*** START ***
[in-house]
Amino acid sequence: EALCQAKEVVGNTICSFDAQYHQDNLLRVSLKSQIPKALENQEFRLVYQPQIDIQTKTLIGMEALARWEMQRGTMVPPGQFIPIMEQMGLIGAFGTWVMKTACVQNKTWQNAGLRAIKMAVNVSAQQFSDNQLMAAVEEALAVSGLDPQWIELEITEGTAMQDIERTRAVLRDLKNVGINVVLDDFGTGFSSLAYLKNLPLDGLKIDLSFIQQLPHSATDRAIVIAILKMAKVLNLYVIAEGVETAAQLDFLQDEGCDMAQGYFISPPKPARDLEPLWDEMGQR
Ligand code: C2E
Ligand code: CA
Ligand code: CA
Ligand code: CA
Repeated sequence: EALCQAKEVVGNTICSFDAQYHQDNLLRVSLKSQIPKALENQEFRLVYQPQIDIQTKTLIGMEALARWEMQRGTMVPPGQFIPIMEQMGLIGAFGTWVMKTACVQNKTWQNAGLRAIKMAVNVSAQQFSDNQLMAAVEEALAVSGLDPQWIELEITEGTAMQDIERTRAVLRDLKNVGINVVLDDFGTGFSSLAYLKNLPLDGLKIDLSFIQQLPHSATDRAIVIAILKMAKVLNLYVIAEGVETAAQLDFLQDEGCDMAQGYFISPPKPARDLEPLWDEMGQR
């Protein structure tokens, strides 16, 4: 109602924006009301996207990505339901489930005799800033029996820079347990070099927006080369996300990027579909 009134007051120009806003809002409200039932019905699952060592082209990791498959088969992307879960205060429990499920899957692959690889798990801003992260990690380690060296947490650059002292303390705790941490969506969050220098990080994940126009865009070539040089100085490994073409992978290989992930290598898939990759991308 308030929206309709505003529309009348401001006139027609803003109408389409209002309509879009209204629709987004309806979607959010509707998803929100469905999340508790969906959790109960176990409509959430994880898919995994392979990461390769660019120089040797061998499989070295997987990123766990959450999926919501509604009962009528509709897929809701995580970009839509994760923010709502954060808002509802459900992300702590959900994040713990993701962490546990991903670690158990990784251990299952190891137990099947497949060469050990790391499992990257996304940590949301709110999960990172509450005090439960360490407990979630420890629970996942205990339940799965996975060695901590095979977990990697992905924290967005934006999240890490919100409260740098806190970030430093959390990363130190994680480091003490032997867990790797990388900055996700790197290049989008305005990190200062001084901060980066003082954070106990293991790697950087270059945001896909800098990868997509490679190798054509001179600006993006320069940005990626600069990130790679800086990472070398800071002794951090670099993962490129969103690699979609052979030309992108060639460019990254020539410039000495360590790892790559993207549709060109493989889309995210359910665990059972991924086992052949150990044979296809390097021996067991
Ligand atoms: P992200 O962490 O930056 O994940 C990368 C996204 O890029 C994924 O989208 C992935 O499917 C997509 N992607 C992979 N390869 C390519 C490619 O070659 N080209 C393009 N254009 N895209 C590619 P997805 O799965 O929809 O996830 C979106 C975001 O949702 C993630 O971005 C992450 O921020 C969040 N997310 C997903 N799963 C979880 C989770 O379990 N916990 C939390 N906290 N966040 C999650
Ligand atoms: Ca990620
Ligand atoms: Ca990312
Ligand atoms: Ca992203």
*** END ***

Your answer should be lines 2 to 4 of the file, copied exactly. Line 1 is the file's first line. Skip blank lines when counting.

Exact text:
Amino acid sequence: EALCQAKEVVGNTICSFDAQYHQDNLLRVSLKSQIPKALENQEFRLVYQPQIDIQTKTLIGMEALARWEMQRGTMVPPGQFIPIMEQMGLIGAFGTWVMKTACVQNKTWQNAGLRAIKMAVNVSAQQFSDNQLMAAVEEALAVSGLDPQWIELEITEGTAMQDIERTRAVLRDLKNVGINVVLDDFGTGFSSLAYLKNLPLDGLKIDLSFIQQLPHSATDRAIVIAILKMAKVLNLYVIAEGVETAAQLDFLQDEGCDMAQGYFISPPKPARDLEPLWDEMGQR
Ligand code: C2E
Ligand code: CA